Country and Garden: The sheep of Frankenstein
Thanks to in-breeding, many sheep are so dim they face extinction. By Harry Pearson
Saturday 21 August 1999
Perhaps selective in-breeding, might be a more accurate term, since the methods employed often involved the mating of closely related animals.
In a dispute which mirrors the current arguments over genetic engineering, many people expressed fears about what Bakewell was doing, citing Biblical injunctions against incest and predicting deformity and chaos.
One of the new breeds Bakewell produced by his techniques was the New Leicester sheep: a big, fast-maturing animal which was so coveted by other farmers he was able to hire out his prize ram, called Two Pounder, for a mighty 1,200 guineas per season. A contemporary painting exists of Two Pounder. It depicts him as barrel-shaped, with such short legs his most valuable assets are practically bumping along the ground. He appears to be wearing a sly grin. Perhaps that is not so surprising. After all, the only other creature to have been paid so much money to have sex was Demi Moore in Indecent Proposal.
Spiritually, if not quite literally, Two Pounder was the father of many of today's sheep breeds. One of those directly descended from him is the Bluefaced Leicester, a large, baggy beast with a pronounced Roman nose and a lugubrious mien which seems to express a lifetime of disappointment. Those who tend our nation's flocks and herds are wary of sentimental imaginings when it comes to animals, but I think that to suggest that this is a depressed sheep is more than anthropomorphism.
I have an acquaintance who is a retired North Pennines farmer. Fifty years of moorland life have left him with a face of weatherbeaten stoicism. The only thing I have ever known to crack his impassivity were the words "Bluefaced Leicester". His mouth curled and his eyes narrowed until he wore the expression of a man who has just discovered why you should not walk through a field of cows wearing flip-flops.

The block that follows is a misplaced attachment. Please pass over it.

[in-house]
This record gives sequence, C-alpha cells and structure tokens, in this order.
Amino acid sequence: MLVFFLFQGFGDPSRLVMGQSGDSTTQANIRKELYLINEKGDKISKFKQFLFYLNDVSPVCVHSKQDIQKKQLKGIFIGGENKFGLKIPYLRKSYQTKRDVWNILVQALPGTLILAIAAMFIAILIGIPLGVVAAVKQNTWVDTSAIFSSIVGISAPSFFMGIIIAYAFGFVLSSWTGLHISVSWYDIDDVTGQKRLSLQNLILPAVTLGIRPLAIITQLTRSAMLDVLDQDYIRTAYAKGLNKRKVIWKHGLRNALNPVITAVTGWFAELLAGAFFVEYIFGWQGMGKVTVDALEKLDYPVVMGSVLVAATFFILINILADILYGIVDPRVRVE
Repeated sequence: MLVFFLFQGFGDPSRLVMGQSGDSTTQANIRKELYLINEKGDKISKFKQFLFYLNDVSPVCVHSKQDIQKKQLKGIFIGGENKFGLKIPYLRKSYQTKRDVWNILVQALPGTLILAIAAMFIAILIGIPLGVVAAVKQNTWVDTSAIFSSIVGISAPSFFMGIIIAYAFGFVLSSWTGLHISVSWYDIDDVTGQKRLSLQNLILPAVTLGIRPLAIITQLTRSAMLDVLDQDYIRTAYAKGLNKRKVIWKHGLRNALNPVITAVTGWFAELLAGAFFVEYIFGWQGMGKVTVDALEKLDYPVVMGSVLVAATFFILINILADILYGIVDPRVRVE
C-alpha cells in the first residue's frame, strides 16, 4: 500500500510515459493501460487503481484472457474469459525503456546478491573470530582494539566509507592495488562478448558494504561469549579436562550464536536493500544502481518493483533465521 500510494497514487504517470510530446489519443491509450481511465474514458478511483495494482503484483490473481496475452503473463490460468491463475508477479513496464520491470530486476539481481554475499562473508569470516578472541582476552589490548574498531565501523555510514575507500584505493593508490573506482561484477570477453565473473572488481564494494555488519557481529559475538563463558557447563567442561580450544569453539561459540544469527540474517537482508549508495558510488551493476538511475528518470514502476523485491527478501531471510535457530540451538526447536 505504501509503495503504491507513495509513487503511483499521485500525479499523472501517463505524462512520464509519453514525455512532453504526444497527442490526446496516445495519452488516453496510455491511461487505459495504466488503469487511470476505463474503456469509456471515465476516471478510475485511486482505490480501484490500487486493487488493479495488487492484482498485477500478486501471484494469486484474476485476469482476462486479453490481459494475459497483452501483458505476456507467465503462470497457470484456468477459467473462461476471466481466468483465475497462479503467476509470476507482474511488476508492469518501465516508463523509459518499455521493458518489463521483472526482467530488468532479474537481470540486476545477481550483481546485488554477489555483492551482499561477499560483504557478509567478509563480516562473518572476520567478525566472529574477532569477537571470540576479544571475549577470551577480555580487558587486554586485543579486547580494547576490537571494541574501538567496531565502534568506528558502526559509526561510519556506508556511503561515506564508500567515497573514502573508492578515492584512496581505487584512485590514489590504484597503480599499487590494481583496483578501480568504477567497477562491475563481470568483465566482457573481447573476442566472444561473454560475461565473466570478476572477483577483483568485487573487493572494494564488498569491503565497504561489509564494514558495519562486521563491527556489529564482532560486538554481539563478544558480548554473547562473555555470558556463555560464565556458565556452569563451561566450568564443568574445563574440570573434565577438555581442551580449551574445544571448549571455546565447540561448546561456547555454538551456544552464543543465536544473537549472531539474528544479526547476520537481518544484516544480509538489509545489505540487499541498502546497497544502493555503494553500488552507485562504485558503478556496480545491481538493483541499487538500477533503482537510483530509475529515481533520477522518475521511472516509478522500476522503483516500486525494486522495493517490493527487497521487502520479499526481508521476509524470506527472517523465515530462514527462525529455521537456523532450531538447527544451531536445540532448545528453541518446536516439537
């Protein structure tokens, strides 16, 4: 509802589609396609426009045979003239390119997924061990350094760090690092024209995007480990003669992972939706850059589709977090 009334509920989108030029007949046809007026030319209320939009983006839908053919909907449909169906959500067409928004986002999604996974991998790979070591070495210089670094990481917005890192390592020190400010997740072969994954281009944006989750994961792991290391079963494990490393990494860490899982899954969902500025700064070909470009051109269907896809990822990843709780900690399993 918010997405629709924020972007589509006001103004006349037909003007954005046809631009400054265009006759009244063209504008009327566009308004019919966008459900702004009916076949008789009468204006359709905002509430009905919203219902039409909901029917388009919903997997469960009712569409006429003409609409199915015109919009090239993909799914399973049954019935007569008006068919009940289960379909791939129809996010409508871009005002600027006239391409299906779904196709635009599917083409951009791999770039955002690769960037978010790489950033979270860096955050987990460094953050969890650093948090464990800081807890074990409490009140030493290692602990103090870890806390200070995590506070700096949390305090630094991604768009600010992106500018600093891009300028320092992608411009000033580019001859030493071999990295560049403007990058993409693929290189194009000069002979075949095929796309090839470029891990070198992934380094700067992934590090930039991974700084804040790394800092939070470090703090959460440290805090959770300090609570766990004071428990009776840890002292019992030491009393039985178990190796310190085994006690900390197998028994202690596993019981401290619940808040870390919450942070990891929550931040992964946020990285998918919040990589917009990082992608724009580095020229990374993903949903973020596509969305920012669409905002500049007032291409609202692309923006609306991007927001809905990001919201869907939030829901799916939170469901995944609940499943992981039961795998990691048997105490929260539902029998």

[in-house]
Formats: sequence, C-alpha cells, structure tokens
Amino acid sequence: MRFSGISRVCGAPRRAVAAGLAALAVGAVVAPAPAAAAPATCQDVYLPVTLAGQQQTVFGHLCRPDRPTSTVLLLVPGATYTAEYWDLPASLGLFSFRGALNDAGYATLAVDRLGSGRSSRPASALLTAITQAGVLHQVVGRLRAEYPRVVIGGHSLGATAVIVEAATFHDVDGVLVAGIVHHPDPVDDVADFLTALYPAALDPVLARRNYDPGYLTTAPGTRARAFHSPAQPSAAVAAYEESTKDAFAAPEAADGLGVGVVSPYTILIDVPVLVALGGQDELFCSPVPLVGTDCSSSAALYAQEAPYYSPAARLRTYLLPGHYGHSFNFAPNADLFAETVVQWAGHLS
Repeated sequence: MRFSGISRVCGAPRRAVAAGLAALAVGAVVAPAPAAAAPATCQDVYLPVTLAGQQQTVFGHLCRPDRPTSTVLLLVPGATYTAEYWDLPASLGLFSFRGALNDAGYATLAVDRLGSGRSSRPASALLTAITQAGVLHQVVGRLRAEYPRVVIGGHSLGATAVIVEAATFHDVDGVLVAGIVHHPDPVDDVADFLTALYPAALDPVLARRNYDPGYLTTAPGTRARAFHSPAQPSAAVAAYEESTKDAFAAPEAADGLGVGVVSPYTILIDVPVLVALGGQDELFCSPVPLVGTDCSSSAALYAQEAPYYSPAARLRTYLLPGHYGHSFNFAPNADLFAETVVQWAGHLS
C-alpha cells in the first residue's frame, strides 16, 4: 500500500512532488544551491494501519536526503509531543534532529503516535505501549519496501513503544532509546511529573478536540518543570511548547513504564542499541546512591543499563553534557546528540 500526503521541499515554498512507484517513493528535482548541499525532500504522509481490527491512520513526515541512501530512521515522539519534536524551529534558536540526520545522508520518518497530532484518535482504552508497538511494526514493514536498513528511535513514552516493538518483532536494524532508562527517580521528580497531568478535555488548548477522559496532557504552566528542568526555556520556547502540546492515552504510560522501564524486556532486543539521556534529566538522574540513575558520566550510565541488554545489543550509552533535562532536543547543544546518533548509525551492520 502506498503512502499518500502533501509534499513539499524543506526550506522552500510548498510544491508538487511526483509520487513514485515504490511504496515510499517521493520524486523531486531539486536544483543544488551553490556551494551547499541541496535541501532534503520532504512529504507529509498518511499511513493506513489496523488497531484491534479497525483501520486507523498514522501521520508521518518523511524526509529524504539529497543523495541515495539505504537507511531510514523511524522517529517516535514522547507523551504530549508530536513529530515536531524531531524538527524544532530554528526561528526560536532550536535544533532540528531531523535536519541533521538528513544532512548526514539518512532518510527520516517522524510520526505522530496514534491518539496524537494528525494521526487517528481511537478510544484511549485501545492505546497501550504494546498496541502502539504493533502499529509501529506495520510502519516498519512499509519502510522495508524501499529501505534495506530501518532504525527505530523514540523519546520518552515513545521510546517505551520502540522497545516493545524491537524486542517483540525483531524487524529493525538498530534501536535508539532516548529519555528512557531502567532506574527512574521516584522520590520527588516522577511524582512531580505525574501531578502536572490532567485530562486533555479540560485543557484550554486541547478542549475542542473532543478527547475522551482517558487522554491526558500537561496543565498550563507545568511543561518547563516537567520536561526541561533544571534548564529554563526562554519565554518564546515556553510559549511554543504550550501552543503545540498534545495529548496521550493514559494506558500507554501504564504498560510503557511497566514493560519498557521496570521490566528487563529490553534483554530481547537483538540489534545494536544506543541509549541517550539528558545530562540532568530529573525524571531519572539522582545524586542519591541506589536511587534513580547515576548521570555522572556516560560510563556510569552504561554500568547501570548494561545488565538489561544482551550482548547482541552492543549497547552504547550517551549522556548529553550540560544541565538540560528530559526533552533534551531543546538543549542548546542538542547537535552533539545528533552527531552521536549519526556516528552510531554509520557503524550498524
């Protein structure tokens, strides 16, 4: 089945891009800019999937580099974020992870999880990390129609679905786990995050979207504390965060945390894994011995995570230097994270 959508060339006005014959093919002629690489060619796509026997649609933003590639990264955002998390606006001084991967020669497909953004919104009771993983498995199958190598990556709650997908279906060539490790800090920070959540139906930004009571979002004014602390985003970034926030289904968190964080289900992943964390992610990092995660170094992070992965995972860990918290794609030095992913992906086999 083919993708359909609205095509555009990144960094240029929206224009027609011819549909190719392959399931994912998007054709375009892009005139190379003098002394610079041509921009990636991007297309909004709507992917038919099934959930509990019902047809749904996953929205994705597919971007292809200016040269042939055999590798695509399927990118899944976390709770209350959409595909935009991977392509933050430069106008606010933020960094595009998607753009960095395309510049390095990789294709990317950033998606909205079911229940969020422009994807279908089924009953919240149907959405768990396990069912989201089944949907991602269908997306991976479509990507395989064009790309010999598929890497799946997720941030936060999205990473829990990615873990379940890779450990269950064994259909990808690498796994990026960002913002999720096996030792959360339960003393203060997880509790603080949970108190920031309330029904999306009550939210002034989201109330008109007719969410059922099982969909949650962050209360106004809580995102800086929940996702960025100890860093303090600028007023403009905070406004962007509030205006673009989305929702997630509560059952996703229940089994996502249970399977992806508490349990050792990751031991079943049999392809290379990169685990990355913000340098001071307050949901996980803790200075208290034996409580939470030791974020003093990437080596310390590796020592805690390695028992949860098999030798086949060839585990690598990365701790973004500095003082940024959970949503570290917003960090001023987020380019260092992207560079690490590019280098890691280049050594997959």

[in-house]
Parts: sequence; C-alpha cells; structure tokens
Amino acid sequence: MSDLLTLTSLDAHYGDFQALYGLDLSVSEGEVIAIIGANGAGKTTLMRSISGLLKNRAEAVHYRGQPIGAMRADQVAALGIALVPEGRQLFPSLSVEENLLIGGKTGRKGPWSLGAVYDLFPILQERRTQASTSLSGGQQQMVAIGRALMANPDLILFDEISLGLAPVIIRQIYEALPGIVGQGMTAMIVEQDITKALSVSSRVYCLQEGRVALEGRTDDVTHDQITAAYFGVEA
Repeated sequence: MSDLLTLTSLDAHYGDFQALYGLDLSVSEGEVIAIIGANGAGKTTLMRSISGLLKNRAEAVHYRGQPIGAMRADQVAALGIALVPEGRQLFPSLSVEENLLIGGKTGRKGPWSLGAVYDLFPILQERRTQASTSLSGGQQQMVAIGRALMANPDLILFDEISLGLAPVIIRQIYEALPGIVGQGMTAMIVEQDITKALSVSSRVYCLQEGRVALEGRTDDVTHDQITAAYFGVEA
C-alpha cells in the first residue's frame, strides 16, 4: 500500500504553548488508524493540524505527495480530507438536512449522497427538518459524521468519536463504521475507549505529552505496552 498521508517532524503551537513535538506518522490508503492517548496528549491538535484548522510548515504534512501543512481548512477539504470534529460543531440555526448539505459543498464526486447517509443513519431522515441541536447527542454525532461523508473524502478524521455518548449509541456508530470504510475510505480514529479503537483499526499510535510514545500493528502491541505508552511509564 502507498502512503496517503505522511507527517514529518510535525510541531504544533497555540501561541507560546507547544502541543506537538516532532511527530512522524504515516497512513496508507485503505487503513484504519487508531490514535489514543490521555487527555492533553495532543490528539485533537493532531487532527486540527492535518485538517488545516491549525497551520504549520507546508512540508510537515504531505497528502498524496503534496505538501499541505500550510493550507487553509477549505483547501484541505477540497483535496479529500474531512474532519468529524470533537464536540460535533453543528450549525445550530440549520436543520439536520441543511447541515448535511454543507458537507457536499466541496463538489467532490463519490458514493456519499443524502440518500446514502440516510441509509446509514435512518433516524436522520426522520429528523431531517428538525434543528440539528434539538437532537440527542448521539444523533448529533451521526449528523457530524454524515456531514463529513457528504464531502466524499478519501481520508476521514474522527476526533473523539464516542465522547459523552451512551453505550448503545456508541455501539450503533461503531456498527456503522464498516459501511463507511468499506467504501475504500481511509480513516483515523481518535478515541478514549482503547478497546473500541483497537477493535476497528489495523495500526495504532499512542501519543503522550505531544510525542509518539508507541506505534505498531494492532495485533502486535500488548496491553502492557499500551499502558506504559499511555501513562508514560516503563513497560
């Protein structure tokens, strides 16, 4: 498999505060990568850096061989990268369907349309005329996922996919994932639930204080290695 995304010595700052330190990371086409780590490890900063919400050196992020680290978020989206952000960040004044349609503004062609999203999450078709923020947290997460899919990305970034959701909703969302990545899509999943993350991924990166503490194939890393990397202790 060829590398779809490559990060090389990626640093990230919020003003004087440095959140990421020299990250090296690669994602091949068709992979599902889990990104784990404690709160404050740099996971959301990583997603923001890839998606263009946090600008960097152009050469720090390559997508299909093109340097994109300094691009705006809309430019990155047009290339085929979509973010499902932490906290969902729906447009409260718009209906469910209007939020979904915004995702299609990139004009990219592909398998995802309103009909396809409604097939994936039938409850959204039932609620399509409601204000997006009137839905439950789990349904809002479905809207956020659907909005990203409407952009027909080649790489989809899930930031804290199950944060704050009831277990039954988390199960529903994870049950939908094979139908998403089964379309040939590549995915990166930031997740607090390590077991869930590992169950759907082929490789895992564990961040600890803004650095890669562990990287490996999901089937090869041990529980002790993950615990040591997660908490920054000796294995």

"The Bluefaced Leicester," he hissed vehemently, "has only one ambition in life and that is to die. The slightest breath of wind and she'll up and keel over. The hardest work man ever set himself was saving that 'un from extinction."
Sadly, the Bluefaced Leicester is not the only ovine with a death wish. I once asked a friend who farms in the Dales how he found his flock in heavy snow. "When looking for sheep," he said, "the first thing to do is ask yourself: where would I go if I was trapped in this blizzard? The leeward side of a wall would be the obvious place. And once you've identified the spot that an animal with even the slightest survival instinct would head for, you can eliminate it from your search. Because there is no way that a sheep will have gone there."
Even the sturdy Herdwick, the grey-fleeced, white-cheeked Lakeland sheep whose fortunes were revived by the intervention of Beatrix Potter, provokes a sharp intake of breath and the words: "They don't exactly battle to keep themselves alive," from those employed to look after them.
Despite these wise and accurate assessments and the kamikaze habit upland sheep have of throwing themselves in front of passing vehicles, it would be wrong to think that our flocks are actively suicidal. It is more that any zest for life they once possessed has been squeezed out of them.
The wild sheep, such as the European mouflon, are tough, resourceful and courageous enough to keep a wolf at bay. Most of his domesticated kin have not the sense to scrape away the snow with their hooves to find the grass beneath. Dogs, cats, goats and horses all fend for themselves if necessary, but there is no such thing as a feral ewe. No animal has lost more during the process of domestication than the sheep. Bakewell's opponents worried that he would create a monster. Instead, he created a hapless, nervous ninny.
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